Ubuntu 11.04 (Natty Narwhal) was released two days ago. It is safe to say that Natty was the most anticipated of all ubuntu releases and mostly because of unity – Desktop Environment developed by Ubuntu (based on GNOME 3).
Initially, I was a little doubtful of Ubuntu’s decision to nix GNOME for Unity but after having experienced Unity, I can see why they chose to do so. Here are some of my observations, opinions and minor complaints about Unity.
This is gonna be my longest post yet, so please do bear with me..!! :-)
The Dock (Launcher)
The first thing you’ll notice in Unity is the Mac OS X like dock to the left of the screen. The dock serves as both a launcher and task manager ala Windows 7 taskbar. The dock is pretty intuitive – click to launch, right click for options and drag and drop to add new launcher(s).
One thing I loved about the dock is after it hides itself, for the dock to reappear you need to point the mouse at the screen edge and hold for a second. Anyone who has used a dock before would know how irritating it is to see the dock pop up on just grazing the edge of your screen (without any intention of actually using the dock).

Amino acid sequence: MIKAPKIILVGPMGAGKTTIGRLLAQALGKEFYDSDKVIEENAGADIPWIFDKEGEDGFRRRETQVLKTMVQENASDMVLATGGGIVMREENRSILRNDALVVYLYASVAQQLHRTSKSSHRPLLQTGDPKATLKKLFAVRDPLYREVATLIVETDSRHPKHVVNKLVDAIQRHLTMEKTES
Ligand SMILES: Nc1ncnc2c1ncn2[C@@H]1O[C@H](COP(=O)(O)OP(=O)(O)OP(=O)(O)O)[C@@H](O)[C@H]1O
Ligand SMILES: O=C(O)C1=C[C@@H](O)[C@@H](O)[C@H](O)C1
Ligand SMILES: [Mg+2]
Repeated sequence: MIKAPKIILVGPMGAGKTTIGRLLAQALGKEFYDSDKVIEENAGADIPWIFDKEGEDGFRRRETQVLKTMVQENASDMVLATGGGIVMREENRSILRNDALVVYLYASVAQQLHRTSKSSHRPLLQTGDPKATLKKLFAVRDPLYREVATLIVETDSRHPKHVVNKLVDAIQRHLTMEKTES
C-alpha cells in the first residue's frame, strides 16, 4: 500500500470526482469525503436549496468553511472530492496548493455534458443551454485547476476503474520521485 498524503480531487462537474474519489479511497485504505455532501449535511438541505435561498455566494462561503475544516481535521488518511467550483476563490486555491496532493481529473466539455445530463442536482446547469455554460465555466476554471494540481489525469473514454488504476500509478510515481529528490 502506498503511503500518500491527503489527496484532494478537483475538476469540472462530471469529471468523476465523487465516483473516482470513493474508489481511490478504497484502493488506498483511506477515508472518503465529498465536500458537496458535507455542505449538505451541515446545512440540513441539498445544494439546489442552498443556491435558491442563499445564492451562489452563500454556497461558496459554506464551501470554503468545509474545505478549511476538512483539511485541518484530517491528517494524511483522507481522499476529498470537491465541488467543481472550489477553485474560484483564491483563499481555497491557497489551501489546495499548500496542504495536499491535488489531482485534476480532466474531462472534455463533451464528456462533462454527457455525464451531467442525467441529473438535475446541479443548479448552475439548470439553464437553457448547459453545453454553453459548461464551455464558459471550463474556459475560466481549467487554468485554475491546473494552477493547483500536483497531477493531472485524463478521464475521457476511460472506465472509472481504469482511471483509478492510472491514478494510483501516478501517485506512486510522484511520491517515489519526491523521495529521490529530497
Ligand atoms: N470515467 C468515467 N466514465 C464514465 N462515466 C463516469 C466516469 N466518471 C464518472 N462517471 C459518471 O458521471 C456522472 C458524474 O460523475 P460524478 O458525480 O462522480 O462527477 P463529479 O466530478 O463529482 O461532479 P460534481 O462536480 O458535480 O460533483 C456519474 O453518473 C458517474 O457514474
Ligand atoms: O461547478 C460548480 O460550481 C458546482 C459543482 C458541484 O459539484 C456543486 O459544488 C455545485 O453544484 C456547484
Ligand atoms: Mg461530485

Tip : You can use the + shortcut to launch the items in the dock. Moreover, if you press and hold the button, you’ll see the corresponding number on the launcher icon.
For those of you, who doesn’t know what the button is, it is the one you call key :-)
Unlike GNOME 2, Unity sports only a single panel, at the top of the screen. The GNOME menu has now been replaced by a search/launcher dubbed ‘The Dash’ which appears on clicking the logo to the leftmost edge of the panel.
A major feature related to the panel is the integration of the menu bar in to the panel (more on that later). You can no longer add launchers and applets to the panel, which makes sense considering the addition of the dock.
Right-click is disabled on the panel and with that goes the option to (easily) edit the properties of the panel such as transparency and height. Now in order to modify these settings, you need to use compiz settings manager or gconf-editor :-(
Tip : Pressing the key will open up ‘The Dash’ for you.
The space utilization in Unity is very much near perfect. As i mentioned before, the menu bar has been integrated into the panel (Mac like, I’m told) and this gives you the warm feeling that no space on your screen is wasted (especially on wide screen displays)
Some of us may have a little problem accessing the menu bar this way, especially when the window is not maximized. But, believe me this feature is worth the little initial inconvenience.
Tip : The snap maximize feature ala Windows 7 is available in unity.
P.S. I think that the developers of GNOME-Do will be the ones most unhappy with the release of unity, as it seems to me that ‘The Dash’ will put GNOME-Do out of business.
With this release, people hesitant to use GNU/Linux due to so-called lack of ‘good looks’ and user experience will not have any more excuses.